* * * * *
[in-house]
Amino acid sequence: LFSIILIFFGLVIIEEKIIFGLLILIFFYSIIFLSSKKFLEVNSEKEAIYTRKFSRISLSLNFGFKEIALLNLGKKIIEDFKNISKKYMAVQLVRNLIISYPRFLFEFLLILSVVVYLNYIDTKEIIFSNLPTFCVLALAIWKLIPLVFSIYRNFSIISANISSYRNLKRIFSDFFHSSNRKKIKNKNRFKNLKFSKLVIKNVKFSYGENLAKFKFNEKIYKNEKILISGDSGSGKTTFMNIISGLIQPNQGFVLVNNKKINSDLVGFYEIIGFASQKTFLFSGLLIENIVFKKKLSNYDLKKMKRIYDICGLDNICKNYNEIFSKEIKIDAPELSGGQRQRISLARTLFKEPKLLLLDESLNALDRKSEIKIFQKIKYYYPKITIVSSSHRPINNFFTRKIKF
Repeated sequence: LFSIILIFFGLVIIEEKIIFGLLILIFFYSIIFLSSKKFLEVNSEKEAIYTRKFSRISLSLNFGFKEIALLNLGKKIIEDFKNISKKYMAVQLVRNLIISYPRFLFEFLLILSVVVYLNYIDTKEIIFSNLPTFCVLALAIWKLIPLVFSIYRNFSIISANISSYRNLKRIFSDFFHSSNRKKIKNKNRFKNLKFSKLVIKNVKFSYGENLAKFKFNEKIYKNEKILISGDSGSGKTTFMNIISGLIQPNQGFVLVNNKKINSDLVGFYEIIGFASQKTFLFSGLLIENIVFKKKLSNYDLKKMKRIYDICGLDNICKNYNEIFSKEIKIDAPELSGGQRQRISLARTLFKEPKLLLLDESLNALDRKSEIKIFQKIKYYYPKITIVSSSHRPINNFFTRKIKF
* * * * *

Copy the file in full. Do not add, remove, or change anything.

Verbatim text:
[in-house]
Amino acid sequence: LFSIILIFFGLVIIEEKIIFGLLILIFFYSIIFLSSKKFLEVNSEKEAIYTRKFSRISLSLNFGFKEIALLNLGKKIIEDFKNISKKYMAVQLVRNLIISYPRFLFEFLLILSVVVYLNYIDTKEIIFSNLPTFCVLALAIWKLIPLVFSIYRNFSIISANISSYRNLKRIFSDFFHSSNRKKIKNKNRFKNLKFSKLVIKNVKFSYGENLAKFKFNEKIYKNEKILISGDSGSGKTTFMNIISGLIQPNQGFVLVNNKKINSDLVGFYEIIGFASQKTFLFSGLLIENIVFKKKLSNYDLKKMKRIYDICGLDNICKNYNEIFSKEIKIDAPELSGGQRQRISLARTLFKEPKLLLLDESLNALDRKSEIKIFQKIKYYYPKITIVSSSHRPINNFFTRKIKF
Repeated sequence: LFSIILIFFGLVIIEEKIIFGLLILIFFYSIIFLSSKKFLEVNSEKEAIYTRKFSRISLSLNFGFKEIALLNLGKKIIEDFKNISKKYMAVQLVRNLIISYPRFLFEFLLILSVVVYLNYIDTKEIIFSNLPTFCVLALAIWKLIPLVFSIYRNFSIISANISSYRNLKRIFSDFFHSSNRKKIKNKNRFKNLKFSKLVIKNVKFSYGENLAKFKFNEKIYKNEKILISGDSGSGKTTFMNIISGLIQPNQGFVLVNNKKINSDLVGFYEIIGFASQKTFLFSGLLIENIVFKKKLSNYDLKKMKRIYDICGLDNICKNYNEIFSKEIKIDAPELSGGQRQRISLARTLFKEPKLLLLDESLNALDRKSEIKIFQKIKYYYPKITIVSSSHRPINNFFTRKIKF